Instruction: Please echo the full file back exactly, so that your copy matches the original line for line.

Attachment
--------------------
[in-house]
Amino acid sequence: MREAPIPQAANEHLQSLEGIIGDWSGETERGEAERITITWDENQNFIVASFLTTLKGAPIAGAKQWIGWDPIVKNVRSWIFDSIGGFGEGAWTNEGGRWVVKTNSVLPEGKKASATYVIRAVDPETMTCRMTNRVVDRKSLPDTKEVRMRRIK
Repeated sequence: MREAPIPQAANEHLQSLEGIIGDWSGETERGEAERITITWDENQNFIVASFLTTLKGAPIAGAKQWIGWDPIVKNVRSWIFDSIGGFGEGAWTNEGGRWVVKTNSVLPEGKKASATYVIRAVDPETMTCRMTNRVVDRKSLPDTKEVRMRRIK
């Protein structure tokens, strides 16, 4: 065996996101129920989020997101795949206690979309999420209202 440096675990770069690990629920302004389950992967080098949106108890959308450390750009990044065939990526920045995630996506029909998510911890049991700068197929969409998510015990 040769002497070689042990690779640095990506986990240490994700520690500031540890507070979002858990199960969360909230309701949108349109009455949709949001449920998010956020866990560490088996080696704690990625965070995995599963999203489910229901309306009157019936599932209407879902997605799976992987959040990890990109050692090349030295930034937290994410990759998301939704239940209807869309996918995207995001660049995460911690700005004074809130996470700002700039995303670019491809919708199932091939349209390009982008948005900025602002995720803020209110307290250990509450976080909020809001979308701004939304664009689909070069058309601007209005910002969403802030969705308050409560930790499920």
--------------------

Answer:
[in-house]
Amino acid sequence: MREAPIPQAANEHLQSLEGIIGDWSGETERGEAERITITWDENQNFIVASFLTTLKGAPIAGAKQWIGWDPIVKNVRSWIFDSIGGFGEGAWTNEGGRWVVKTNSVLPEGKKASATYVIRAVDPETMTCRMTNRVVDRKSLPDTKEVRMRRIK
Repeated sequence: MREAPIPQAANEHLQSLEGIIGDWSGETERGEAERITITWDENQNFIVASFLTTLKGAPIAGAKQWIGWDPIVKNVRSWIFDSIGGFGEGAWTNEGGRWVVKTNSVLPEGKKASATYVIRAVDPETMTCRMTNRVVDRKSLPDTKEVRMRRIK
């Protein structure tokens, strides 16, 4: 065996996101129920989020997101795949206690979309999420209202 440096675990770069690990629920302004389950992967080098949106108890959308450390750009990044065939990526920045995630996506029909998510911890049991700068197929969409998510015990 040769002497070689042990690779640095990506986990240490994700520690500031540890507070979002858990199960969360909230309701949108349109009455949709949001449920998010956020866990560490088996080696704690990625965070995995599963999203489910229901309306009157019936599932209407879902997605799976992987959040990890990109050692090349030295930034937290994410990759998301939704239940209807869309996918995207995001660049995460911690700005004074809130996470700002700039995303670019491809919708199932091939349209390009982008948005900025602002995720803020209110307290250990509450976080909020809001979308701004939304664009689909070069058309601007209005910002969403802030969705308050409560930790499920």